Home » Vertical Magazine: What to know about the rising aviation insurance rates

Vertical Magazine: What to know about the rising aviation insurance rates

Posted By Benjamin Peterson

Published July 29, 2021

No question about it, we’re experiencing rising aviation insurance rates. Even if you have experienced no claims and your aircraft is decreasing in value, you’ll see that number climb. I’m often asked why rates are going up and what someone can do about keeping them as low as possible. The answer is really more complicated that you might think.

Recently I came across this really helpful article (link underlined area to the PDF)  in the April/May 2020 issue of Vertical Magazine that does a pretty comprehensive job of pulling back the curtain on rising aviation insurance rates. While it does talk about insurance in the helicopter industry, all the reasons behind these rate increases directly relate to all forms of aviation insurance.

Here are three big takeaways from the article I found most valuable in understanding the mechanics of what is happening in aviation insurance:

A Perfect Storm of Claims

Insurance is an overall commodity, bought and traded on the open market. Like any good investment, risk is spread out. Companies don’t put all their money in aviation insurance. They’re tied to many other kinds of insurance – homeowners, liability, medical, business, vehicle, etc. Historically, a year of big losses in one sector can be balanced by low losses in another. That hasn’t been the case lately.

As recently as 2016, we were in a soft market where aircraft owners and operators were paying low premiums and rates. Hull insurance was averaging 1% to 5% of aircraft value, for instance. Losses overall throughout the industry were low. Then in 2017, three huge hurricanes hit the U.S. In subsequent years, climate change-driven extreme weather has driven wildfire losses to historic highs as more and more of these events exceed $1 billion in losses each year. In fact, 2019 was the costliest on record for wildfire losses. Add to that increased liability payouts in aviation accidents during the same time period (see Extreme Litigation blow), and it’s not hard to see the overall insurance industry was losing far more than it was bringing in every year.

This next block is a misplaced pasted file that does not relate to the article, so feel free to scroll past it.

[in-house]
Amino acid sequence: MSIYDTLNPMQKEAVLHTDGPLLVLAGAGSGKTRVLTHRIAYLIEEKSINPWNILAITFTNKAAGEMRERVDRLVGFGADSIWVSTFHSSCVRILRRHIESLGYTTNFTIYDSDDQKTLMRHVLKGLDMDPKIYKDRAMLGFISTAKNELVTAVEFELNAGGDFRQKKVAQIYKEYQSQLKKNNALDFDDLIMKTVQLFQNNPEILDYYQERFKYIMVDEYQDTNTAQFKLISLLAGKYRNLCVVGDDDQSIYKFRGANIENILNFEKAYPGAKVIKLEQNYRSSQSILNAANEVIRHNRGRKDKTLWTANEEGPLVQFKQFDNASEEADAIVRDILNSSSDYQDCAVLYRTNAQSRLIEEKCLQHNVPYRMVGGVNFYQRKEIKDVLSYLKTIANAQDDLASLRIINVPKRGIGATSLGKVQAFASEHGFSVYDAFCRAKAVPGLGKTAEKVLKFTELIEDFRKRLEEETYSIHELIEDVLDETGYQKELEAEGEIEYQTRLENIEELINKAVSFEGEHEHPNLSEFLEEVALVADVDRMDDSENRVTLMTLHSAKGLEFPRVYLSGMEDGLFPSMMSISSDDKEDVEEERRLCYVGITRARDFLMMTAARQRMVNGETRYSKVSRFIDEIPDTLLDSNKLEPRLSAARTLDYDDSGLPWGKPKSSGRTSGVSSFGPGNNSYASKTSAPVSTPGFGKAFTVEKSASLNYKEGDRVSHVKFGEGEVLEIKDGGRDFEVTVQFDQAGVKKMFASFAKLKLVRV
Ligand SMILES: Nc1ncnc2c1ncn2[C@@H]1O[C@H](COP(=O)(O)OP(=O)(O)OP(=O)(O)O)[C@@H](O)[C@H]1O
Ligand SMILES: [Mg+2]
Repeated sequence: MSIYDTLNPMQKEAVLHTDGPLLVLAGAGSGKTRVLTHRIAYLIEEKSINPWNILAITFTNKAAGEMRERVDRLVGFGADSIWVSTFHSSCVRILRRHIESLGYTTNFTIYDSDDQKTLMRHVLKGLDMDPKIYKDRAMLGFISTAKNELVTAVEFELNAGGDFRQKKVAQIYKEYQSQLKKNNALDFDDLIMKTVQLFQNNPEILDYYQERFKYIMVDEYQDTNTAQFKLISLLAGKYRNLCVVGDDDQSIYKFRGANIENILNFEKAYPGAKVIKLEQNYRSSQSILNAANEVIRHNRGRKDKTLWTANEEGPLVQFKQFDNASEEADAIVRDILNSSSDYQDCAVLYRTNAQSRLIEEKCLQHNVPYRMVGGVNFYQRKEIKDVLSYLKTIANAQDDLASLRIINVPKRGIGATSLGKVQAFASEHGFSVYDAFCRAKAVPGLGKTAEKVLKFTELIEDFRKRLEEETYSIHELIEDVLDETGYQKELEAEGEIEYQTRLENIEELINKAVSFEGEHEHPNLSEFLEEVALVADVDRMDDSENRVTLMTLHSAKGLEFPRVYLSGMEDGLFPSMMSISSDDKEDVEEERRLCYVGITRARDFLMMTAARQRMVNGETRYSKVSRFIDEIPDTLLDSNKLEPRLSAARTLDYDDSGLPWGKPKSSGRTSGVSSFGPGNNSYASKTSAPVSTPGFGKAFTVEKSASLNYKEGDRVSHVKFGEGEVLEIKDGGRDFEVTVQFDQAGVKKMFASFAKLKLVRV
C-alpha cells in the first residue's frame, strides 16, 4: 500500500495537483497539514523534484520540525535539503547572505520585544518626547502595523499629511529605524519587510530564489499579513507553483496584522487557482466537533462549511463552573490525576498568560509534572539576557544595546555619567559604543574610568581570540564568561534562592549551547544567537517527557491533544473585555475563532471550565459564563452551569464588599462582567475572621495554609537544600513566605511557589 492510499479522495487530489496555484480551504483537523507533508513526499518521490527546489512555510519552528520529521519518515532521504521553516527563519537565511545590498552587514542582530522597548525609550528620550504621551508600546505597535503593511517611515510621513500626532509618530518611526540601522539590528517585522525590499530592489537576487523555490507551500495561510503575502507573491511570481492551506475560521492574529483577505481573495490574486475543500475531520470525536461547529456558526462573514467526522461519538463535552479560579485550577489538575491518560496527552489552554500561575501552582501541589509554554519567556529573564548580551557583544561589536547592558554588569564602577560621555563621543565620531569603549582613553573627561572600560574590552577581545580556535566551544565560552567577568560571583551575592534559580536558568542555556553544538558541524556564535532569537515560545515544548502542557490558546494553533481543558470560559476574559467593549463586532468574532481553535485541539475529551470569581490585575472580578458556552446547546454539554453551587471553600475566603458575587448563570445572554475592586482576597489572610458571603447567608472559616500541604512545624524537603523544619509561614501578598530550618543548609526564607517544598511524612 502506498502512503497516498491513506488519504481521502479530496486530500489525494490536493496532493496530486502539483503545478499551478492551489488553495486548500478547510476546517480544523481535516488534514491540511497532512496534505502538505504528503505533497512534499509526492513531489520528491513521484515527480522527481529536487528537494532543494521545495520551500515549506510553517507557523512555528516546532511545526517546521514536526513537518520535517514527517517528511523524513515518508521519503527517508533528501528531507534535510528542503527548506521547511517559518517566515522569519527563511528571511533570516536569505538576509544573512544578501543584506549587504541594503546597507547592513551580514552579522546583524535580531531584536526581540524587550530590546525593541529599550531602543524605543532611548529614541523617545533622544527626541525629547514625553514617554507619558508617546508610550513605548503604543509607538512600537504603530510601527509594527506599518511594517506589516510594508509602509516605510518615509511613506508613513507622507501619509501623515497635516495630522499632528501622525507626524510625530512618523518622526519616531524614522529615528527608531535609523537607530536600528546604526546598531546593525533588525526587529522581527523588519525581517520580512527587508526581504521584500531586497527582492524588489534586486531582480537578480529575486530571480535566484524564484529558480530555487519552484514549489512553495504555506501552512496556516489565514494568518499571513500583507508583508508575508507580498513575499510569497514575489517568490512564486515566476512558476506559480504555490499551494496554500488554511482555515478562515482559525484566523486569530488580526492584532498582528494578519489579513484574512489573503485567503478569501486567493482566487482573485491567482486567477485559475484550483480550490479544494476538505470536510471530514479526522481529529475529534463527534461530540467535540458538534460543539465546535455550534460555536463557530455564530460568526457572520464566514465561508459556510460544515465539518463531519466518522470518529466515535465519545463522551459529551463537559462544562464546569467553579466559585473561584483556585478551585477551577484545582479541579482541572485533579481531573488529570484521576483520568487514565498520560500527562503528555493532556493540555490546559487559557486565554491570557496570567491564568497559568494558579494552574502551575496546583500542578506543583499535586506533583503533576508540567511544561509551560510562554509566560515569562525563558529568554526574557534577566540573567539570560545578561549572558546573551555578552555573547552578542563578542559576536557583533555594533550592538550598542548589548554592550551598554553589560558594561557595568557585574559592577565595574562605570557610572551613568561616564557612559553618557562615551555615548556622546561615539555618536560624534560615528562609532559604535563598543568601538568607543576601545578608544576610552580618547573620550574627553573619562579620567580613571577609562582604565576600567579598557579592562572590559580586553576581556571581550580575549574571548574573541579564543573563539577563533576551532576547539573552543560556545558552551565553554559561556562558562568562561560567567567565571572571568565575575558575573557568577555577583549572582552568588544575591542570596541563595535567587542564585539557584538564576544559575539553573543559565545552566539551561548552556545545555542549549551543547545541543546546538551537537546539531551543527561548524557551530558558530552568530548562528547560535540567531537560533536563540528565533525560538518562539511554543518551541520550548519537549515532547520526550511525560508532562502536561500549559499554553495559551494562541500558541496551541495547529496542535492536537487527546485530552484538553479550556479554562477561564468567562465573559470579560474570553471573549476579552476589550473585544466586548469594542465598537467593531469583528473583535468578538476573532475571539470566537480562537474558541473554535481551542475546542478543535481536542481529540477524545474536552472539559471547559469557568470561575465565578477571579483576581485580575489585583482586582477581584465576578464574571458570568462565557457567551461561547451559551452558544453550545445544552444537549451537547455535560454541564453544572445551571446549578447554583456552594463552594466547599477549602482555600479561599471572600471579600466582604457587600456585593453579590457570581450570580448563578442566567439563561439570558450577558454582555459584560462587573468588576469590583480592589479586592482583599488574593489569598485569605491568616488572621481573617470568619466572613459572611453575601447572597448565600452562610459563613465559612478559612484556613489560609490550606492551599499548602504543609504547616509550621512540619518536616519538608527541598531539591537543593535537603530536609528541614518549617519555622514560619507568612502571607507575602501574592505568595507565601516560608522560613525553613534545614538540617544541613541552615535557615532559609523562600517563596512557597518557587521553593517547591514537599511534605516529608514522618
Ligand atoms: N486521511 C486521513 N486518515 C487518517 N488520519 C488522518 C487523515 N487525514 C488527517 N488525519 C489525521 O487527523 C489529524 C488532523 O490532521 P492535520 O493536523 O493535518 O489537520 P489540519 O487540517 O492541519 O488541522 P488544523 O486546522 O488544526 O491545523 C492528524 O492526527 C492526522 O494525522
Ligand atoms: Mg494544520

Extreme Litigation

Over the past several years, juries have been awarding higher and higher litigation payouts to plaintiffs in wrongful death, damage, and injury lawsuits. In fact, more often than not, attorneys are demanding maximum coverage payouts. If a defendant had $100 million in liability insurance, that is what is demanded, and more often than not, that is what is being awarded.

Case in point, in addition to Boeing’s $500 million payout for grounding insurance when the 737 Max was grounded in 2019, close to $1 billion more was paid out in litigation for the Max’s two fatal accidents in Indonesia and Ethiopia.

Economies of Scale

Everyone has their personal risk limit, and insurance companies are no different. One thing keeping costs in check pre-2017 was a flood of insurance companies competing for your business. In 2019, several of the largest and most prominent insurers left the general aviation insurance market. The result was a much smaller pool of competitors. With less competition comes increased rates and increased freedom to impose restrictions on policies that would help lower the insurer’s risk, such as lower liability limits.

Taken together, these key contributors have had a triple whammy effect on aviation insurance rates. I wish I had a crystal ball to help see when things will begin to swing back. In the meantime, there are things aircraft owners and operators can do in this insurance market to spread their dollars further. For instance, here are three tips: Three Aircraft Insurance Tips for a Tight Market.

I hope this has helped shed a little light on the complicated mechanics behind today’s rising aviation insurance rates. If you have any questions, please don’t hesitate to reach out. Knowledge is power and the best tool you can have as you navigate today’s changing industry.

Benjamin Peterson

Graduated from the University of North Dakota with a degree in Commercial Aviation as a Pilot and Flight Instructor. My first professional job was working for Cirrus Aircraft as an instructor.

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